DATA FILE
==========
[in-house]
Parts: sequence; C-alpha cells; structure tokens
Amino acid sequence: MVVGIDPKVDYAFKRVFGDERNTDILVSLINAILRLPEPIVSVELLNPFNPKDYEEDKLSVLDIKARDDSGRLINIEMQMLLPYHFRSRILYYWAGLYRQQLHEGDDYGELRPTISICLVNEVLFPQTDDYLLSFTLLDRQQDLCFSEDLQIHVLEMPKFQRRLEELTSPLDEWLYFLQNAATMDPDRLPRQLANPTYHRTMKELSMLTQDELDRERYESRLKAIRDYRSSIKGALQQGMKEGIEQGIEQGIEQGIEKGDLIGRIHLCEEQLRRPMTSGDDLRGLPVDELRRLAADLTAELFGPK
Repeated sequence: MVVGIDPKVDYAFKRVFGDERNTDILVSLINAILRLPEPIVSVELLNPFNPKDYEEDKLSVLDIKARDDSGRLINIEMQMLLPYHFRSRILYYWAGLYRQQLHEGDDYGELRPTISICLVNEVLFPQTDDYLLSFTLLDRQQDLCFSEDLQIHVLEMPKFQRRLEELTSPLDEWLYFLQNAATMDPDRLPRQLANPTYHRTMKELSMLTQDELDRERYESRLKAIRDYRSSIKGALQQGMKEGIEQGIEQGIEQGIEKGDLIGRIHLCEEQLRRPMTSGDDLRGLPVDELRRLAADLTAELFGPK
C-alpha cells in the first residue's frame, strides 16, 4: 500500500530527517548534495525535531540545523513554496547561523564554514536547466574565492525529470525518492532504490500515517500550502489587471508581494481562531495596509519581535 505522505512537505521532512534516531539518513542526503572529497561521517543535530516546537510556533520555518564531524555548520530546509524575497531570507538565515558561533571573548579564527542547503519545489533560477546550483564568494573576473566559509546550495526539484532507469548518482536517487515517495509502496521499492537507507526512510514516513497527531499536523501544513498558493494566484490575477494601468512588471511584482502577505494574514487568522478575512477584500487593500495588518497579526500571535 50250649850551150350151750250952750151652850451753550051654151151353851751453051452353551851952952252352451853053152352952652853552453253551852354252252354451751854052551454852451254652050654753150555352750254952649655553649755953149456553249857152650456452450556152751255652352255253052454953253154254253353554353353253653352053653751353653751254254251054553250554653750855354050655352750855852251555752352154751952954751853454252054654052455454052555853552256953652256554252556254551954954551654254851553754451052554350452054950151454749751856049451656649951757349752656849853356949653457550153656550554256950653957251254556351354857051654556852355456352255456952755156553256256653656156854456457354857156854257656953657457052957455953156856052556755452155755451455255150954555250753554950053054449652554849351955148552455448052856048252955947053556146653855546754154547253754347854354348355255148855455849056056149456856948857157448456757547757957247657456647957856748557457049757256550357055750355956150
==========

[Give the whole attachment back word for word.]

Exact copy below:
[in-house]
Parts: sequence; C-alpha cells; structure tokens
Amino acid sequence: MVVGIDPKVDYAFKRVFGDERNTDILVSLINAILRLPEPIVSVELLNPFNPKDYEEDKLSVLDIKARDDSGRLINIEMQMLLPYHFRSRILYYWAGLYRQQLHEGDDYGELRPTISICLVNEVLFPQTDDYLLSFTLLDRQQDLCFSEDLQIHVLEMPKFQRRLEELTSPLDEWLYFLQNAATMDPDRLPRQLANPTYHRTMKELSMLTQDELDRERYESRLKAIRDYRSSIKGALQQGMKEGIEQGIEQGIEQGIEKGDLIGRIHLCEEQLRRPMTSGDDLRGLPVDELRRLAADLTAELFGPK
Repeated sequence: MVVGIDPKVDYAFKRVFGDERNTDILVSLINAILRLPEPIVSVELLNPFNPKDYEEDKLSVLDIKARDDSGRLINIEMQMLLPYHFRSRILYYWAGLYRQQLHEGDDYGELRPTISICLVNEVLFPQTDDYLLSFTLLDRQQDLCFSEDLQIHVLEMPKFQRRLEELTSPLDEWLYFLQNAATMDPDRLPRQLANPTYHRTMKELSMLTQDELDRERYESRLKAIRDYRSSIKGALQQGMKEGIEQGIEQGIEQGIEKGDLIGRIHLCEEQLRRPMTSGDDLRGLPVDELRRLAADLTAELFGPK
C-alpha cells in the first residue's frame, strides 16, 4: 500500500530527517548534495525535531540545523513554496547561523564554514536547466574565492525529470525518492532504490500515517500550502489587471508581494481562531495596509519581535 505522505512537505521532512534516531539518513542526503572529497561521517543535530516546537510556533520555518564531524555548520530546509524575497531570507538565515558561533571573548579564527542547503519545489533560477546550483564568494573576473566559509546550495526539484532507469548518482536517487515517495509502496521499492537507507526512510514516513497527531499536523501544513498558493494566484490575477494601468512588471511584482502577505494574514487568522478575512477584500487593500495588518497579526500571535 50250649850551150350151750250952750151652850451753550051654151151353851751453051452353551851952952252352451853053152352952652853552453253551852354252252354451751854052551454852451254652050654753150555352750254952649655553649755953149456553249857152650456452450556152751255652352255253052454953253154254253353554353353253653352053653751353653751254254251054553250554653750855354050655352750855852251555752352154751952954751853454252054654052455454052555853552256953652256554252556254551954954551654254851553754451052554350452054950151454749751856049451656649951757349752656849853356949653457550153656550554256950653957251254556351354857051654556852355456352255456952755156553256256653656156854456457354857156854257656953657457052957455953156856052556755452155755451455255150954555250753554950053054449652554849351955148552455448052856048252955947053556146653855546754154547253754347854354348355255148855455849056056149456856948857157448456757547757957247657456647957856748557457049757256550357055750355956150